One of the flukes of the American democratic system is that we vote for people who embody a broad range of ideas, rather than weighing in on the ideas themselves. This is advantageous from a practical sense; plebiscite votes on everything that came before Congress would be impractical for a hundred reasons. But it affords those we elect an opportunity to blend and obscure what it is that people are actually voting for.

A good example was manifested on Sunday by Kellyanne Conway, adviser to President Trump.

Asked by ABC’s George Stephanopoulos how the administration would respond to a petition on the White House website calling for the release of Trump’s tax returns, Conway was dismissive.

“The White House response is that he’s not going to release his tax returns,” Conway replied. “We litigated this all through the election. People didn’t care. They voted for him. And let me make this very clear. Most Americans are very focused on what their tax returns will look like while President Trump is in office, not what his look like.”

There are two sentences that get to the point made above. We litigated this all through the election, Conway said, and people didn’t care. Since Trump won, the argument seems to be, everything that was known about him before the election is now something of which Americans approve.

That’s demonstrably false. A CBS News poll conducted a month after the election found that 60 percent of Americans still think that it’s important for Trump to release his tax returns. That includes a majority of independent voters — theoretically a group to which Trump’s outsider presidency should appeal.

Remember: That’s 60 percent of the country after the litigation to which Conway refers.

That litigation began in response to Trump’s initial insistence that he would release his returns, once filings from recent years were out of the audit process. During the 2012 election, Trump disparaged Mitt Romney’s reluctance to release his tax returns. When Romney returned the favor last year, Trump introduced the audit argument, insisting that his lawyers wouldn’t allow him to release the documents while the IRS was still looking into them. That didn’t explain why he couldn’t release years that weren’t under audit, of course, but this was a detail that was generally glossed over for the rest of the campaign.

In May, The Post and our polling partners at ABC News asked people how they felt about Trump’s failure to release his tax returns, a break with four decades of precedent. The numbers aligned generally with CBS’s December poll: 64 percent of Americans thought Trump should release his returns before the election.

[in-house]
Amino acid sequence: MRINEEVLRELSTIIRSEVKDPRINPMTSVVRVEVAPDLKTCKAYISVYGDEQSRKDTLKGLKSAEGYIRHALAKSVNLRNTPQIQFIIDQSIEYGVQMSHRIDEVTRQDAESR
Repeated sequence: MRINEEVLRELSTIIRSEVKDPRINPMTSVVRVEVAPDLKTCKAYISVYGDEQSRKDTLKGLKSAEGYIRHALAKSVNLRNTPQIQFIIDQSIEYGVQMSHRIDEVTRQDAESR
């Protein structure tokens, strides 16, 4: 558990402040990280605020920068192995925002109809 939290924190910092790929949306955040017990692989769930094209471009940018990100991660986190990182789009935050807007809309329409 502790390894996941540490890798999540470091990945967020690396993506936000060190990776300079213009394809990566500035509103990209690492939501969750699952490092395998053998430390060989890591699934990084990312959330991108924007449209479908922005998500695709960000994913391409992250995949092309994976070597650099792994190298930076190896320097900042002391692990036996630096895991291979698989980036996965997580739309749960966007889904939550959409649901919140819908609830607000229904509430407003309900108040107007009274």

Unsurprisingly, attitudes aligned heavily with party and presidential preference. Supporters of Hillary Clinton at that point in time felt strongly that he should release his tax returns; Trump supporters felt fine with his not doing so. The depth of the overlap between candidate preference and attitudes runs deeper than that, though. Trump’s base of support was split between those who were voting for him because they liked him and those who planned to vote for him in November to see Clinton defeated. Among that latter group, a majority thought he should release the information about his taxes.

During the primaries, Conway herself was opposed to Trump, backing Sen. Ted Cruz (R-Tex.) through an independent super PAC. When she was in the role of opposing Trump, she, too, agreed that Trump should release his tax returns.

This is another problem with arguing that election results are a rubber stamp for every position held by a candidate: Support for the candidate often drives attitudes toward policy as much as support for a policy drives attitudes toward a candidate.

It’s easy to see why Conway would argue that Trump’s election is a vote of approval for everything that the president does. Trump has been eagerly trying to establish that he has a mandate for what he wants to do. (Conway herself articulated some of the specious metrics he’s used to that end during an interview on “Meet the Press” on Sunday, including the particularly specious we won more counties line.) The split from our May poll among Trump supporters themselves is a reminder that it’s not that simple. A lot of people voted for Trump despite his positions and behavior, not because of them. Losing the national popular vote undercuts this argument even further. (“They voted for him” applies to a subset of “they.”)

It’s clear from polling both before and after the election that most Americans do, in fact, want to see Trump release his tax returns. That petition at the White House website, initiated last Friday, has 261,000 signatures at time of writing. Whether they particularly care, as in Conway’s formulation, is a slightly different question. I might hope that the Falcons win the Super Bowl because I generally dislike the Patriots, but I don’t particularly care who wins. That is much harder to measure.

On Monday, Conway backtracked from the position she staked out over the weekend, saying in a tweet that the administration would release tax returns once audits were completed.

The question of whether he’ll release returns from those past years that aren’t under audit was left unanswered. In case you care.